INTERVIEWS, REVIEWS & RELATED ARTICLES
"Craft is what enables you to be successful
when you're not inspired." - Brian Eno
Sydney Morning Herald JUNE 3, 2009 - by John Shand
EVEN ENO WAS DANCING AT TAHA'S PARTY
Rachid Taha: Opera Theatre, June 1
Fans of the festival's curator, Brian Eno, received an amusing treat during Rachid Taha's concert, when Taha thanked Eno (who was in the audience), then invited him on stage. One suspects Eno would have happily stayed put but, being a good sport, he clambered up and spent the next five songs singing along (as a knowledge of the words permitted), dancing and coaxing women from the audience to give him someone to shimmy with other than Taha.
If he was somewhat inhibited by not speaking Arabic, Eno was able to hurl himself into Taha's famed cover of The Clash's Rock The Casbah with obvious relish.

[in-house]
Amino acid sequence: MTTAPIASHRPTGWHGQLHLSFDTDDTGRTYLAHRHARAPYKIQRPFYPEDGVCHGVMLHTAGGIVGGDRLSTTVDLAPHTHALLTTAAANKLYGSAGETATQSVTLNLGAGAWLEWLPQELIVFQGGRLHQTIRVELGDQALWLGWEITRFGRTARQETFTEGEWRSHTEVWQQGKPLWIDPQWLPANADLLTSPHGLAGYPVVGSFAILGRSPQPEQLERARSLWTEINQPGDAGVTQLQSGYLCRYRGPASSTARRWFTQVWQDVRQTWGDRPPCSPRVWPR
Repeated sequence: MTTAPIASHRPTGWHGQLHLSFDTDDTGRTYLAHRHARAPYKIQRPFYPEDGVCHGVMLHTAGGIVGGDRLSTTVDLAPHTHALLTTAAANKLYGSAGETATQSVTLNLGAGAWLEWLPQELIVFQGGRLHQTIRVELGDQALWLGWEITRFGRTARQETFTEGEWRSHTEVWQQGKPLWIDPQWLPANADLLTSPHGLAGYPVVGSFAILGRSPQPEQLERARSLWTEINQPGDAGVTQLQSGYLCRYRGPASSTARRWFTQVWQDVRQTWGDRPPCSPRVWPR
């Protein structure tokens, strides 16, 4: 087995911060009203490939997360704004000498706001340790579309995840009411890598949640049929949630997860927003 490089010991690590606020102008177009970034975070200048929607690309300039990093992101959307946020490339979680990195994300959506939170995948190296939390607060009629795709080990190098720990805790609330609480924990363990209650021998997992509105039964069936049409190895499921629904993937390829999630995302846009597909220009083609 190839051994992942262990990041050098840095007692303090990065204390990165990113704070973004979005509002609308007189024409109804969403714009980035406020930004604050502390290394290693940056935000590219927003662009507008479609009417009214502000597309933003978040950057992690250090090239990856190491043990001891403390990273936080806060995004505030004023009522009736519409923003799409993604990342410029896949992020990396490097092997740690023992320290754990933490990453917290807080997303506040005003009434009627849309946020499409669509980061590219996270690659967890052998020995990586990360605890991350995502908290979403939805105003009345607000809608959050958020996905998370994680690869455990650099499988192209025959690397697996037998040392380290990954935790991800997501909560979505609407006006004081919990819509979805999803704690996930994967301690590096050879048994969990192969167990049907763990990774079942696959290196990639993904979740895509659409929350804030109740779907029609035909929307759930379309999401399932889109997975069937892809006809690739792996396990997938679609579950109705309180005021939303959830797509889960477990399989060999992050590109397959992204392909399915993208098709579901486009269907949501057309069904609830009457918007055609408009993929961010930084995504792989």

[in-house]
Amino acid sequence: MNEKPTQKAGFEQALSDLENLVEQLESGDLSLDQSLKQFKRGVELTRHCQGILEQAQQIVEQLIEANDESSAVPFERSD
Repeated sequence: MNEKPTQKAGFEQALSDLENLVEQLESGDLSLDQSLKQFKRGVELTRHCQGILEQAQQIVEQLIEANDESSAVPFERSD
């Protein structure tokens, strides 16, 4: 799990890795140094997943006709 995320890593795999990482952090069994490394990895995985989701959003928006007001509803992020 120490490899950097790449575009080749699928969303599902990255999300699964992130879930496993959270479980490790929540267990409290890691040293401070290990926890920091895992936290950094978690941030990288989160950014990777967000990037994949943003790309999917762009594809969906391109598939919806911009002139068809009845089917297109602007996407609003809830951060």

Taha himself exuded a curious happiness and vague instability that in decades past we might have ascribed to certain stimulants, but in this day and age probably just reflected being on first-name terms with his deity of choice. His music takes elements from his native Algeria, shoots them full of rock steroids, then levels them out with dance beats.
Ensuring the exotic elements were not entirely lost were Hakim Hamadouche, who played mandolute (a fretted cousin of the North African oud), and Rachid Belgacem, who played popping rhythms on darabukka. Unfortunately the sound mix often had the mandolute swamped by Yves Aouizerate's keyboards and Stephane Bertin's electric guitar, and the percussion obliterated by Guillaume Rossel's drumming.
At its best the music swelled up with thick, hypnotic riffs, the mandolute combining with keyboard-generated string sounds and then topped by Taha's singing. At its worst the repetition became mundane and boorish. But with drinks allowed in the Opera Theatre and Eno gently gyrating on stage, this was more party than concert, anyway.
Rachid Taha plays at the Riverside Theatres, Parramatta, tomorrow, and with Seun Kuti And Egypt 80 on June 11.